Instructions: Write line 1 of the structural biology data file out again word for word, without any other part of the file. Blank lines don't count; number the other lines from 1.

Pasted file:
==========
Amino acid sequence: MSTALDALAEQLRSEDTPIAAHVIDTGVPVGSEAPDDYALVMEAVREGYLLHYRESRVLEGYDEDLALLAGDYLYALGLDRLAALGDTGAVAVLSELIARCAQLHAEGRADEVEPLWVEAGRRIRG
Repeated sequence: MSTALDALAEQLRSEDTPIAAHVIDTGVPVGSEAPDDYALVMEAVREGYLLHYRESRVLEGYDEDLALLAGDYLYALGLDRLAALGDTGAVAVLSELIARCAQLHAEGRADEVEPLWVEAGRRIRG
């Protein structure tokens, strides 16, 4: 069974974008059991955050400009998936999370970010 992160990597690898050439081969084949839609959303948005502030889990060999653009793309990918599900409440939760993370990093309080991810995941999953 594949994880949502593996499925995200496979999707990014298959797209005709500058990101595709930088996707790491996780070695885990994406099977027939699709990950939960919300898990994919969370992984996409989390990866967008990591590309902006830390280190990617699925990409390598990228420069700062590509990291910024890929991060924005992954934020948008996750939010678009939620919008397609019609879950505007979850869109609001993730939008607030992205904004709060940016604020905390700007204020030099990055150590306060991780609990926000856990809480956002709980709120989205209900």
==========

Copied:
Amino acid sequence: MSTALDALAEQLRSEDTPIAAHVIDTGVPVGSEAPDDYALVMEAVREGYLLHYRESRVLEGYDEDLALLAGDYLYALGLDRLAALGDTGAVAVLSELIARCAQLHAEGRADEVEPLWVEAGRRIRG